November 16, 2014

Anne Braden lecture shines a light on the issue of racism

No matter where you go or what news channel you watch, people are talking about racism. African-Americans in particular feel that they are being mistreated by whites, and they are making themselves heard.

This was the point of discussion on November 11th, when John Powell, PhD, a professor of African American Studies and Ethnic Studies at the University of California Berkeley, delivered the Anne Braden Memorial lecture to a full crowd of intent listeners at The Playhouse near U of L.

Minority populations are growing in the United States, but there is research stating that Americans are actually uncomfortable with the growing diversity.

“It is not simply that America is uncomfortable with it,” said Powell. “It is that the elite wants Americans to be uncomfortable.

“Segregation is the way that we organize space in our lives. It’s not just an attitude towards people, it’s the way we structure space. And we organize space, not just in terms of where people live, but in terms of where people shop, in terms of where people go to school, in terms of how we experience each other and how our votes are counted,” he said.

Powell gave an example of how white people have changed their ideas of their own ethnicity and the social construct that they live in: Years ago, it was a big deal for an Irish American to marry a Polish American because of their ethnic differences; now that does not even matter because they both identify as white instead of Irish and Polish. This, he says, is the basis of a society that has begun to exclude people who are different, and shows that the way that we exclude people is constantly changing.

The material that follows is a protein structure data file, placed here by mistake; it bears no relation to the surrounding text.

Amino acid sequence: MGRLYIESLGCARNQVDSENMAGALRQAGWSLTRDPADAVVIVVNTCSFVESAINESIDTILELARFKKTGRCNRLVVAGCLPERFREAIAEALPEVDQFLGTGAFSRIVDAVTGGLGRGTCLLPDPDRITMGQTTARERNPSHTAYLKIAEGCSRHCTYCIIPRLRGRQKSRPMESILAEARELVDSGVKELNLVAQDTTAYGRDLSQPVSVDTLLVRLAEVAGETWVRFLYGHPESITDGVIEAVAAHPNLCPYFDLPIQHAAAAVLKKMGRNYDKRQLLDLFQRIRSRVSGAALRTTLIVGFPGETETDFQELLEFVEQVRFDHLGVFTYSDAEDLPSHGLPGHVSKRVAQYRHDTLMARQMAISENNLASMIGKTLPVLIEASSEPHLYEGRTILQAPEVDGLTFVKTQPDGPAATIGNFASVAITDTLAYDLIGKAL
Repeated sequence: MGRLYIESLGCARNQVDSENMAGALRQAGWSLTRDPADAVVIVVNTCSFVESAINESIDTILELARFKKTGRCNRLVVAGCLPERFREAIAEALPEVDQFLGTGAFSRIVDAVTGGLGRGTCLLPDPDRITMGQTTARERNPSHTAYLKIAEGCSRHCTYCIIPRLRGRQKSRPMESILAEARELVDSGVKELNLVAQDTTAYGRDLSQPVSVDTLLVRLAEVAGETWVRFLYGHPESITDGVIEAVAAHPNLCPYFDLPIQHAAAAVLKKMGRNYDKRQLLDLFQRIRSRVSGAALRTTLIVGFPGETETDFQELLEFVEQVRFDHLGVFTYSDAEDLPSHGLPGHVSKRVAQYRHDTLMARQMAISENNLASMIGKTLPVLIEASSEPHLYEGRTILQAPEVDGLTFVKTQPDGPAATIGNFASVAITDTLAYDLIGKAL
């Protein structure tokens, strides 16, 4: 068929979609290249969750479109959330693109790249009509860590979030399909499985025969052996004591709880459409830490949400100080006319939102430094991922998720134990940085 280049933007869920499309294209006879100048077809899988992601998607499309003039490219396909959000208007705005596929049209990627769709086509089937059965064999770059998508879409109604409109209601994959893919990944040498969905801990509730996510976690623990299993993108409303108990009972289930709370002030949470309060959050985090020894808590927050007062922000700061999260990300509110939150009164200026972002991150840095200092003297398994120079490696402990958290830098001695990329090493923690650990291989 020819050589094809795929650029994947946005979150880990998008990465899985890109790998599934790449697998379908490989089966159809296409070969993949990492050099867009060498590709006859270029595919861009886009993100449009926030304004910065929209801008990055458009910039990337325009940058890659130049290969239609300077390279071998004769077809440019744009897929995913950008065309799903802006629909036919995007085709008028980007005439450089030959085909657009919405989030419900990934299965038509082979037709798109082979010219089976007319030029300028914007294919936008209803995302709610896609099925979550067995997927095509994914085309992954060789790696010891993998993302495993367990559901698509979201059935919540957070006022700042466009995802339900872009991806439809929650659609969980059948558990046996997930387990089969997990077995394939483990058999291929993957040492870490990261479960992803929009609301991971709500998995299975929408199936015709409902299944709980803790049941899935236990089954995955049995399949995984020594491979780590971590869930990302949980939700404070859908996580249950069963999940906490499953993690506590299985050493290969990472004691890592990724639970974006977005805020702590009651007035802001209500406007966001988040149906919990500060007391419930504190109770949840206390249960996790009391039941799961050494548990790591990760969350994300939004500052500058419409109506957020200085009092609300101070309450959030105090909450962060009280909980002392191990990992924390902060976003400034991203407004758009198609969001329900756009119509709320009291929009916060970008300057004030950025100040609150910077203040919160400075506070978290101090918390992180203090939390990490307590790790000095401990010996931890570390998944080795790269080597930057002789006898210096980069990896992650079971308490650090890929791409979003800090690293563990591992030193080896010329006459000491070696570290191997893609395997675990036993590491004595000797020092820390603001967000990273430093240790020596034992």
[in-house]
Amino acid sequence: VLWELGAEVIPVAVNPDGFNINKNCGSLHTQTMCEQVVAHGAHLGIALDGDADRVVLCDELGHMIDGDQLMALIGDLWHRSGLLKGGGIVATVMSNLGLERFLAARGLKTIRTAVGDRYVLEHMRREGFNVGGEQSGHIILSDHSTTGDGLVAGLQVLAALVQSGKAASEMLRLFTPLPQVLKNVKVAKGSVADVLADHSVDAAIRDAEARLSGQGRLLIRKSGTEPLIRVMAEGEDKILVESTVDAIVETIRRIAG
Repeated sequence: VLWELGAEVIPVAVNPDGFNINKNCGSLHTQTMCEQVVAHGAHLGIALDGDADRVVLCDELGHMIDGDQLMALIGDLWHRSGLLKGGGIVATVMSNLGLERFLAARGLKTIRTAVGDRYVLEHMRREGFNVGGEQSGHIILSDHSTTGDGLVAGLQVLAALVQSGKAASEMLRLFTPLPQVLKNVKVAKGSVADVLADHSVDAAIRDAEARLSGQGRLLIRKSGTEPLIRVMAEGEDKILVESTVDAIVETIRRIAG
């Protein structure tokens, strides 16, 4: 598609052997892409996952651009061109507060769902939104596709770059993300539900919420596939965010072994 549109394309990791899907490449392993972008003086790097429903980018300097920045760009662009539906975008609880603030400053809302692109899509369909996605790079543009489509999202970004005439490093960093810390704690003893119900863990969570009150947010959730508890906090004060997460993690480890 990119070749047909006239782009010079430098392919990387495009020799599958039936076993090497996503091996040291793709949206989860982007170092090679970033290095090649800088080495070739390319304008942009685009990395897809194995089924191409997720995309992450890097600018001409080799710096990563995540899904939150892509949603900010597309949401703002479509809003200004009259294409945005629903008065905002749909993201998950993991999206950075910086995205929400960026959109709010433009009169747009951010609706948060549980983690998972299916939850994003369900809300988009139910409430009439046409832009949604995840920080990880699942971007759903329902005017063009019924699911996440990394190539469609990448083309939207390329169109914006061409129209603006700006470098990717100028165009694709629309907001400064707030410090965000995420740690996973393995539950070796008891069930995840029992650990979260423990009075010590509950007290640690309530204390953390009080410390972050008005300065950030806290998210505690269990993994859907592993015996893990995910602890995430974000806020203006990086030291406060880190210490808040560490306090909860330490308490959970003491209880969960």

Powell also discussed the recent events in Ferguson, Mo., which some analysts trace back to black people feeling they are excluded and extremely underrepresented in the police force. Citizens claim that the mostly white police force is guilty of going to extremes to punish black people for minor crimes.  Instead of sending regular city police officers to handle the protests, the military was sent in with tear gas and riot gear.

According to Powell, this was done with the intention of intimidating, even harming the people of Ferguson in order to end the protests and protect Darren Wilson from punishment.

“When you send the military out, they are not policing; they are doing something else,” he said.  “And they are relating to people, not as citizens, but as the enemy. They are ‘otherizing’ people.”

Dr. Powell also commented on the constantly changing idea of race and the fact that people are always altering the way that they identify themselves.

“Since race is constantly being reconstructed and minorities are growing, we predict that this country will be a majority of nonwhites by 2045. It is actually much more complicated than that, because that would only be true if our racial categories would remain stable, and they have never been stable, so why would they be stable in the future?”

The Anne Braden Memorial Lecture is an annual event focusing on the civil rights movement.

 

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